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when co-injected with the tBMPR. They identified a
gene that was particularly effective in inducing head
structures, dickkopf, for the German word meaning
big-head or stubborn (Glinka et al., 1998). These three
wnt inhibitors are reminiscent of the BMP inhibitors
described above, in that they are expressed in the
organizer region during the time when the inductive
interactions are taking place, and they all have head-
inducing activity, particularly when combined with a
BMP inhibitor (Figure 2.9).
The evidence that there are indeed several putative
wnt inhibitors in the organizer is good support for the
model that a co-inhibition of wnt and BMP signals
leads to induction of the anterior neural structures,
that is, the brain. In fact, the cerberus protein can
inhibit both the wnt and BMP pathways. Additional
support for the model has recently been obtained from
studies of mice in which the mouse homolog to dick-
kopf, dkk1 , has been deleted via homologous recombi-
nation. The mice lacking dkk1 alone are similar to the
compound noggin/chordin knockout mice described
above: they lack head and brain structures anterior to
the hindbrain (Mukhopadhyay et al., 2001; Figure
2.10). Synergy between the BMP antagonist, noggin,
and the wnt antagonist, dkk1 , can be seen by produc-
ing mice with a single allele of each of these genes.
Although the loss of a single allele of either of these
genes has no discernible effect on mice, the loss of a
single allele of both of these genes causes severe head
and brain defects, similar to those animals that have
lost both alleles of the dkk1 gene. Similarly, knocking
out the wnt inhibitor dkk1 leads to a headless embryo,
and in the zebrafish mutant masterblind —where there
is a loss of axin, a component of wnt inhibitory signal-
ing pathway—no forebrain develops. Taken together,
the studies in mice show that the wnt and BMP antag-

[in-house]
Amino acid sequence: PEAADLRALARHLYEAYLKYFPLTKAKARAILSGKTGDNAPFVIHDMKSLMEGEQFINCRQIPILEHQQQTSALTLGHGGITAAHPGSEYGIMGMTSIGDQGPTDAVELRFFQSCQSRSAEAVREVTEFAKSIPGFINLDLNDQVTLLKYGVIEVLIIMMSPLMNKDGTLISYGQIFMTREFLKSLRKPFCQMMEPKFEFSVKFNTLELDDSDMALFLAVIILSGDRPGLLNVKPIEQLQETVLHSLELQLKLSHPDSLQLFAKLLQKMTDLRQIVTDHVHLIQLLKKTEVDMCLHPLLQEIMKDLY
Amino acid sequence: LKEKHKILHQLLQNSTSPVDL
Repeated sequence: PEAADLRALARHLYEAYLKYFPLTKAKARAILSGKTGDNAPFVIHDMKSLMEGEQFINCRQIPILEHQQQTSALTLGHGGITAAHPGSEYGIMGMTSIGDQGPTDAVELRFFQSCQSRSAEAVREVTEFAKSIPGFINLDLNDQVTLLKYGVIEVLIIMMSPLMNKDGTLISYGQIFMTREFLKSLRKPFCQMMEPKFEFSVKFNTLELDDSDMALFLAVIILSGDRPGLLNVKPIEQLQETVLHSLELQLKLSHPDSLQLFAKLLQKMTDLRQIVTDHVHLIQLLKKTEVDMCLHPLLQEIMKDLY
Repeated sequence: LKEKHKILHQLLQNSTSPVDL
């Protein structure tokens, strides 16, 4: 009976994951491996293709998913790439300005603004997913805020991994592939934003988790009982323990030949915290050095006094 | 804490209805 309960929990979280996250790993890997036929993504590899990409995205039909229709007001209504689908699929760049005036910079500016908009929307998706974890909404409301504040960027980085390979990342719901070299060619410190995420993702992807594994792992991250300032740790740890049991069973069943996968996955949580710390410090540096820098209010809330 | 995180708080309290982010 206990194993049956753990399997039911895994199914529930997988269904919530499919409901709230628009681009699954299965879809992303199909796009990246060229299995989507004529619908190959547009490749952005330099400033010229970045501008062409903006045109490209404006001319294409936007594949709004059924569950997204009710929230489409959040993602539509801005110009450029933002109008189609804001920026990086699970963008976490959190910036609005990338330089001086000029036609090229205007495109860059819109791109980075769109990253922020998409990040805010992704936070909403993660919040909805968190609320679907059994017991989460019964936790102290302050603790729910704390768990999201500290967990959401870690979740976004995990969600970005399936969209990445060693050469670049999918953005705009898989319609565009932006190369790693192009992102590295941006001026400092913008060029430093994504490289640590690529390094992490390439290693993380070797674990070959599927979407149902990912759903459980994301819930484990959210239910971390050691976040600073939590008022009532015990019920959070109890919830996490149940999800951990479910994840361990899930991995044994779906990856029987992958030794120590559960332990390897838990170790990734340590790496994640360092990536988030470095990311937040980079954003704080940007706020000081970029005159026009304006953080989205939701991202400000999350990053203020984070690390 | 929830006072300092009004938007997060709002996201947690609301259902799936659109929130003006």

onists work together to bring about the correct induc-
tion and pattern of the nervous system.
The third class of molecules that has been proposed
as a “transformer” is FGF. FGFs are able to act as
neural inducers and in addition are able to induce
posterior gene expression in animal caps that have
undergone “neural induction” using a BMP antago-
nist. Although the specific FGF necessary for the
endogenous transforming activity is not known,
several members of this family are expressed in early
development. Although the relative contributions of
FGF , wnt , and RA signaling pathways for A-P axis
specification in the brain are not clear, work by Kudoh
et al. (2003) indicates that these factors may all con-
verge on a common pathway. Both FGF and wnt
signals suppress expression of cyp26, an enzyme
involved in retinoic acid metabolism. Without this
enzyme, the levels of RA rise in the anterior of the
embryo, which could lead to posteriorization.
How do these signals—FGF, RA, and wnt —direct
the development of the different brain regions? As
noted above, the Hox genes are critical in the develop-
ment of rhombomere identity; however, two other
homeodomain transcription factors— Otx2 and Gbx2
are necessary for a more fundamental division of the
brain, the division between the hindbrain and the
forebrain (Joyner et al., 2000). At late gastrula/early
neural plate stages in the frog, one can already see
these genes expressed in domains adjacent to one
another: Gbx2 -expressing cells extend from the poste-
FIGURE 2.10 Dkk1 and noggin cooperate in head induction. Mice in which one allele for the genes for
both Dkk1 and Nog have been deleted have severe head defects. Frontal ( A,B ) and lateral ( A ¢, B ¢) views of
wild-type ( A , A ¢) and mutant ( B,B ¢), newborn animals. Lateral view of skeletal preparations from wild-type
( A ≤) and severe mutant ( B ≤) newborn heads reveal loss of maxillar (mx), mandibular (mn), and other bones
anterior to the parietal bone (p). (Modified from del Barco Barrantes et al., 2003)
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